The Deacon's Bench

The Deacon's Bench

Holiday stamps: keeping Christ ON Christmas

It’s that time of year again, and as you get ready to send out your Christmas cards, CNS has helpfully written a nifty history of the Christmas stamp:

The series actually got its start in 1966, four years after the first Christmas stamp debuted with a wreath, two candles and the words “Christmas 1962.”


The first religious Christmas stamp owes its origin in part to the lobbying efforts of the late Anthony Coviello, a parishioner at Our Lady of Mount Carmel Church in Waterbury, Conn.

The 1966 stamp, “Madonna and Child With Angels,” started a trend of Christmas stamps featuring Renaissance paintings. The series was interrupted in 1977 when the Christmas stamp featured a praying George Washington.

The next year the Postal Service resumed the Madonna and Child stamps and the series has continued ever since, with a close call to stop production in 1995.

When a Postal Service advisory committee voted to replace the Madonna and Child stamp with a Victorian-era angel, a flurry of negative reaction from public interest groups and even then-President Bill Clinton, prompted an immediate reversal.


Marvin Runyon, postmaster general at the time, said the Madonna and Child stamp would stay, at least while he was in office, because it had “occupied an important place” for so many years and was “meaningful to so many Americans.”

And in 2007, the Madonna and Child stamp is still sticking to its spot in the right corner of millions of pieces of mail. This year’s “Madonna of the Carnation” is a detail of a Bernardino Luini painting of the same name from around 1515 and housed in Washington’s National Gallery of Art.

Check the link for the rest of the story. And remember to mail your cards and packages early. Preferably, with Christmas stamps.

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posted December 1, 2007 at 12:06 am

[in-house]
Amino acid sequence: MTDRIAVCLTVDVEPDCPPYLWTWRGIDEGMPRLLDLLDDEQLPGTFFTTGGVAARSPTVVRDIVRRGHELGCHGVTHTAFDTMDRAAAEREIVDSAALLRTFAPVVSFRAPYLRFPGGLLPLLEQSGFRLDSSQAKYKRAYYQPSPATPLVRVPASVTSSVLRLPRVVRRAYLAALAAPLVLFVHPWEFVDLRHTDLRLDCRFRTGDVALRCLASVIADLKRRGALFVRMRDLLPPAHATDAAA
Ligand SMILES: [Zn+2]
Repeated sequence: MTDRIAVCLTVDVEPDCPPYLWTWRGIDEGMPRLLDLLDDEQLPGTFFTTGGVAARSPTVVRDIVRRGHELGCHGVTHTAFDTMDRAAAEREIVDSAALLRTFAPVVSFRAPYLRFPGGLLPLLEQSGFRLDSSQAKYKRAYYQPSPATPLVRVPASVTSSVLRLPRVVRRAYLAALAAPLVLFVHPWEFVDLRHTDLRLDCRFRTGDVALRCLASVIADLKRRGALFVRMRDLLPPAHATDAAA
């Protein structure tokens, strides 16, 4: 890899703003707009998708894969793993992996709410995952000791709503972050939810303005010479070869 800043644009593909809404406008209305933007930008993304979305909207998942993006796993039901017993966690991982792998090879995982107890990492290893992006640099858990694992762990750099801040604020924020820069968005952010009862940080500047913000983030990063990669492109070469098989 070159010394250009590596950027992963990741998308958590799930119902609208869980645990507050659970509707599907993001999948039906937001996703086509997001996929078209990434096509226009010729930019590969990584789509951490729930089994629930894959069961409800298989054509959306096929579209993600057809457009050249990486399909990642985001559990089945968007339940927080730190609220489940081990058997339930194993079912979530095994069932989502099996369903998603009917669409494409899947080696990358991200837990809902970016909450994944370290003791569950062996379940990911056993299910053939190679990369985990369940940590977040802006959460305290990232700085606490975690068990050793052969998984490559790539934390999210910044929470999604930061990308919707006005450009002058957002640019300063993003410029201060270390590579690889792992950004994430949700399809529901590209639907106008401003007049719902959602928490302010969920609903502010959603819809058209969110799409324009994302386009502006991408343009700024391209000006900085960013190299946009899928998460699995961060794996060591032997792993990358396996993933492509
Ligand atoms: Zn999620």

I note that the post office says it offers stamps for the other religions. Wonder what the aetheist stamp would look like. guess it would be a stamp with nothing on it.

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posted December 1, 2007 at 1:08 pm

I believe any sort of aetheist stamp offered by the US Post Office would have to be issued on April Fools Day… Sad, but true…

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posted December 1, 2007 at 4:55 pm

I just paid the bills and used stamps featuring the Hulk and other comic book characters. Seemed appropriate to me.I like the Hanukkah stamps and the Eid al Fitr stamps are beautiful as well.My favorites were the carosel stamps, but it’s been a long time since those were in circulation.

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Mr. Basso

posted December 1, 2007 at 9:01 pm

While I absolutely love the idea of honest to God Christmas stamps, I refuse to use these because any item that you mail will have a cancellation (ink) stamp over it by the postal service. I bought some of these Christmas stamps a few years back but before I sent my cards I recieved one from a friend. The ink cancellation stamp was of the Cat in the Hat and it read (in Dr. Seuss font) “Happy Holidays”. If the postal service wants to wish people “Happy Holidays” with the Cat in the Hat or any other character they can do it on their own. They don’t need to piggy back their wishes on my cards, and certainly don’t need to deface and image of the Blessed Virgin and Our Lord in the process.I exchanged my Christmas stamps for something more neutral.

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posted December 3, 2007 at 12:58 pm

In our local USPS, this year’s stamp is called Madonna of the Carnation? Did they mean Incarnation or is that correct?

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posted December 4, 2007 at 10:08 am of the Carnation is a Da Vinci painting.

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